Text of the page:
Your guide to the 2013 Nobel Prizes

Dec 10, 2013
Ahmet Uzumcu director general of the Organization for the Prohibition of Chemical Weapons, centre, addresses a press conference, with Chairman of the Norwegian Nobel Committee Thorbjorn Jagland, left and Geir Lundestad, head of the Norwegian Nobel Institute at the Nobel Institute, in Oslo Monday Dec. 9, 2013. The OPCW are to receive the 2013 Peace Nobel Prize attributed for its extensive efforts to eliminate chemical weapons. (AP Photo: Heiko Junge / NTB scanpix)

The winners of the 2013 Nobel Prizes will collect their $1.2 million awards Tuesday at ceremonies in Stockholm and Oslo. Here's a look at the laureates and their achievements:

ECONOMICS

Three Americans were honored for developing new methods to study trends in asset markets, showing that it is difficult to predict whether stock or bond prices will go up or down in the short term, but over periods of three years or more it is possible. The winners are Eugene Fama and Lars Peter Hansen of the University of Chicago and Robert Shiller of Yale University. Fama studied the short-term prices, Shiller looked at the predictability in the long run and Hansen developed a statistical method to test theories of asset pricing.

NOBEL PEACE PRIZE

The Organization for the Prohibition of Chemical Weapons, the investigation and enforcement arm for a 1997 treaty banning the use of chemical weapons. Based in The Hague, Netherlands, the global chemical weapons watchdog deploys teams worldwide to identify whether all 190 nations that have signed the treaty are disclosing all chemical weapons stocks and, if possessing them, destroying both the weapons and their manufacturing sites. An OPCW mission is currently overseeing the destruction of stockpiles and facilities in Syria.

NOBEL PRIZE IN LITERATURE

Canadian author Alice Munro, hailed by the award-giving Swedish Academy as a "master of the contemporary short story." Known as "Canada's Chekhov" for her astute, unflinching and compassionate depiction of seemingly unremarkable lives. She produced several story collections chronicling the lives of girls and women before and after the 1960s social revolution, including "The Moons of Jupiter," ''The Progress of Love" and "Runaway." Munro, 82, was too frail to travel to Stockholm, so her daughter, Jenny Munro, is representing her at the ceremony.

NOBEL PRIZE IN CHEMISTRY

Three U.S.-based scientists for developing computer models that can predict chemical reactions for use in creating new drugs and other tasks. Their approach combined classical physics and quantum physics. The winners are Martin Karplus of the University of Strasbourg, France, and Harvard University; Michael Levitt of the Stanford University School of Medicine, and Arieh Warshel of the University of Southern California in Los Angeles.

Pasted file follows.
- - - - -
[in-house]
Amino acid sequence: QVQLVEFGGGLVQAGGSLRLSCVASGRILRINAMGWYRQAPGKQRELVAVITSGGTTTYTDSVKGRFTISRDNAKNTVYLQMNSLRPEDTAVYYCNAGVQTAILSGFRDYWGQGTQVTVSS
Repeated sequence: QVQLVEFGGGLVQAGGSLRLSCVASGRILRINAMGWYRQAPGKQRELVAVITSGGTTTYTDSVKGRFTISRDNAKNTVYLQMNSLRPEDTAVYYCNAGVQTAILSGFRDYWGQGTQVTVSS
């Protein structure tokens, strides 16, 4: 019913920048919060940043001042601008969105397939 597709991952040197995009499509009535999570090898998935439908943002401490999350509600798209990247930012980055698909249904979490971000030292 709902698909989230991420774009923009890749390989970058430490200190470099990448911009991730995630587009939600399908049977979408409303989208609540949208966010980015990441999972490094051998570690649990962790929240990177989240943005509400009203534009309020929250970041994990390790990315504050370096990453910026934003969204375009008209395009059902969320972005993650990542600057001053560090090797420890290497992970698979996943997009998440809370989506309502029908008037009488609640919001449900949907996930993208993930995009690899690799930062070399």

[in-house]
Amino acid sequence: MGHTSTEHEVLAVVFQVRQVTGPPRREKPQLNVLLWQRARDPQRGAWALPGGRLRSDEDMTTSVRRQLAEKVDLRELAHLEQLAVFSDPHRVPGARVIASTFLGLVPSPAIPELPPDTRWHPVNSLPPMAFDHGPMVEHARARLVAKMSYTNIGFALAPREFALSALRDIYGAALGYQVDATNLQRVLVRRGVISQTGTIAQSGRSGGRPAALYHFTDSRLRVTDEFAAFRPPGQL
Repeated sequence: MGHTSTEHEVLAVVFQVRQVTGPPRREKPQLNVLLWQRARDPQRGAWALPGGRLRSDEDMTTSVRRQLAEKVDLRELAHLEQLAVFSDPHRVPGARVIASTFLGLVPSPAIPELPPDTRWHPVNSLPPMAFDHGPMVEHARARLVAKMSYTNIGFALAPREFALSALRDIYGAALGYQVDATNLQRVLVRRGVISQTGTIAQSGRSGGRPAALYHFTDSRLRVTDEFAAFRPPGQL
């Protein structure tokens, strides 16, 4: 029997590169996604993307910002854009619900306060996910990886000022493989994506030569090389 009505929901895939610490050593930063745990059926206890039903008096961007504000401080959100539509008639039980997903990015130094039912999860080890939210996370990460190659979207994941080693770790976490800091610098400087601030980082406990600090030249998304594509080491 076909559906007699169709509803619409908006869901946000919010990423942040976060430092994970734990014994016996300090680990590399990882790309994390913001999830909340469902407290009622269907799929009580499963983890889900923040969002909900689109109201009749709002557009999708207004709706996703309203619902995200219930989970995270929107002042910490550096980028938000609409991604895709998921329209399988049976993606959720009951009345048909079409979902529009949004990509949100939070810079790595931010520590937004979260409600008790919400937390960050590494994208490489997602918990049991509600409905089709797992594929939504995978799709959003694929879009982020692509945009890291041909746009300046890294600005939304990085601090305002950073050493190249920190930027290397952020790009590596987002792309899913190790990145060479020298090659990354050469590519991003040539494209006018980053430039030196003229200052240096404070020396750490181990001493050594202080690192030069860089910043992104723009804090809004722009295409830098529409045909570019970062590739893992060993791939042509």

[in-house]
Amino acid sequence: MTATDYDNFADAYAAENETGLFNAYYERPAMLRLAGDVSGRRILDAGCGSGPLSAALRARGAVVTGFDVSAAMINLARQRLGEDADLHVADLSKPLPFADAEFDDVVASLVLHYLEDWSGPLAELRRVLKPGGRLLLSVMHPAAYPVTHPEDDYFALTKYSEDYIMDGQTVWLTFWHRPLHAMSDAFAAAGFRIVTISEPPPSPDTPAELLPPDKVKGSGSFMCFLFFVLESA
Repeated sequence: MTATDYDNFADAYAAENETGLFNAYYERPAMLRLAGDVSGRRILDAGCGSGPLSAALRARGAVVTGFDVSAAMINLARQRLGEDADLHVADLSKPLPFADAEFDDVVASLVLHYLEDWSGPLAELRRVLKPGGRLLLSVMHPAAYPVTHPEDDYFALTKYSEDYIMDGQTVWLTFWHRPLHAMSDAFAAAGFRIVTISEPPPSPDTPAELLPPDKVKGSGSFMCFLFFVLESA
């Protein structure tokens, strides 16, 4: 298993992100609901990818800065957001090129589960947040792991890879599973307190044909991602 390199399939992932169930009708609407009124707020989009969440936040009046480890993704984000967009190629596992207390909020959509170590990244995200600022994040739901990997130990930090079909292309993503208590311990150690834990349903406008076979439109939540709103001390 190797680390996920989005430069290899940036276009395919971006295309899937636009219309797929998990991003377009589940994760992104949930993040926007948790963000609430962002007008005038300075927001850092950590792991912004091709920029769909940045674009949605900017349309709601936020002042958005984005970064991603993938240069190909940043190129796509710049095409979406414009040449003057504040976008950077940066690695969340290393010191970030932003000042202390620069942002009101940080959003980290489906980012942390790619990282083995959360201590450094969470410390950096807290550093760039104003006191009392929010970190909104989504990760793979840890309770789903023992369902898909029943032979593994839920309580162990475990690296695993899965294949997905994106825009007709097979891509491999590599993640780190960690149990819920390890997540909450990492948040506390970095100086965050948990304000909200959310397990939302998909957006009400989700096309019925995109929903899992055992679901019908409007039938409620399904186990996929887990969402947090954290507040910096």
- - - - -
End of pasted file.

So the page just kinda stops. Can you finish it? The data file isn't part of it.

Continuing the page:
NOBEL PRIZE IN PHYSICS

Peter Higgs of Britain and Francois Englert of Belgium for their 1964 theory, advanced independently of each other, about how subatomic particles get their mass. Their theory made headlines last year when the CERN laboratory in Geneva confirmed it by discovering the so-called Higgs particle.

NOBEL PRIZE IN MEDICINE

Three U.S.-based researchers for their breakthroughs in understanding how key substances move within a cell. They developed better understanding of vesicles, tiny bubbles that deliver their cargo within a cell to the right place at the right time. Disturbances in that delivery system can lead to neurological diseases, diabetes or immunological disorders. The prize was shared by Americans James E. Rothman of Yale University and Randy W. Schekman of the University of California at Berkeley; and German-American Dr. Thomas C. Sudhof of the Stanford University School of Medicine.

Explore further: Three US economists win Nobel for work on asset prices

5 /5 (1 vote)
add to favorites email to friend print save as pdf

Related Stories

Nobel chemistry prize to be announced in Stockholm

Oct 10, 2012

The Royal Swedish Academy of Sciences will announce the winners of the 2012 Nobel Prize in chemistry on Wednesday, capping this year's science awards before the Nobel spotlight moves to literature and peace.

Recommended for you

What I learned from debating science with trolls

21 hours ago

I often like to discuss science online and I'm also rather partial to topics that promote lively discussion, such as climate change, crime statistics and (perhaps surprisingly) the big bang. This inevitably ...

Activists urge EU to scrap science advisor job

Aug 19, 2014

Nine major charities urged the European Commission on Tuesday to scrap a science advisor position it says puts too much power over sensitive policy into the hands of one person.

More to a skilled ear in music

Aug 15, 2014

The first pilot study in Australia to give musicians the skills and training to critically assess music by what they hear rather than what they see begins this month at the Sydney Conservatorium of Music.The study aims to ...

User comments : 0